Since our last rendezvous at the beginning of the year, I'd heard that her father and brothers, ostensibly the greatest influences in her family-orientated life, were great believers in the Russian "magician" George Ivanovitch Gurdjieff. Thinking it might assist our dialogue, I spent some time before the interview swotting up on the guy, who in the early part of this century ran a school for wealthy mystics, that preached stuff like "We had better torture our own spirit than suffer the inanities of calm," and "Any unusual effort has the effect of shaking the mind awake."
Now there seems to be a certain amout of overlap between these observations and Kate's remarks about "shocks of emotion", but, perhaps fortunately for your good selves, she didn't seem into having a protracted natter about G. I. Gurdjieff (classic initials, what?)
Besides, it wouldn't entirely have suited the circumstances of our discourse. On a marginally sunny day, it seemed absurd to be cooped up inside some dusty office at EMI, particularly when outside their West One premises there is a little park. Now you might think that in talking to Kate Busdh in central London one runs the risk of attracting inquisitive stares from God knows how many passersby--especially when, during a photo-session on the same piece of greenery last year, Cliff Richard was besieged by scores of drooling school-kids.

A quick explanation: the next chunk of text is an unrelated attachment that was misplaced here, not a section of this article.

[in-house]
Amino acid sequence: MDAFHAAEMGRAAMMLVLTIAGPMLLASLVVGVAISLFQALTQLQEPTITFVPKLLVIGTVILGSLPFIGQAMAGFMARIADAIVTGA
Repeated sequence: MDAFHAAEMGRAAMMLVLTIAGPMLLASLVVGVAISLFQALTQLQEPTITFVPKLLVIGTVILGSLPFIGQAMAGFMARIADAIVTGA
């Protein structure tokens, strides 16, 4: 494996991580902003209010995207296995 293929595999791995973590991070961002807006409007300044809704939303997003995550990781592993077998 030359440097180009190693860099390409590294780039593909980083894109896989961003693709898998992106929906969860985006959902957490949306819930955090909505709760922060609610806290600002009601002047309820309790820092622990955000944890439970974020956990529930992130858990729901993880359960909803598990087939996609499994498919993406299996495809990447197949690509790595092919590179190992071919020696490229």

But rate-payers (no quips about EMI's ability to retain this status, thank you very much) are allocated a key to the gardens, so Kate and I spent a chatty couple of hours locked within these leavy confines, and I was too much a gentleman to throw away the key.
Since the interview was for promotional purposes, it was hardly surprising that she was happiest talking about the new songs. And because these are the latest instalment of her life, questions were answered conscientiously and, of course, enthusiastically. With promotion being an extension of her work and hence her life, etc., it was illuminating to see how she handled interruptions to it. These came first from a couple of scruffy pubescents who athletically scaled the spiky railings to see if she really was who they thought she was, and then from a slightly lunched-looking gardener who reckoned it was us that had done the climbing.
Kate dealt with both in untypically peremptory fashion, even though in retrospect the distractions added a little light to the generally serious, if nonetheless enjoyable, shade of the proceedings.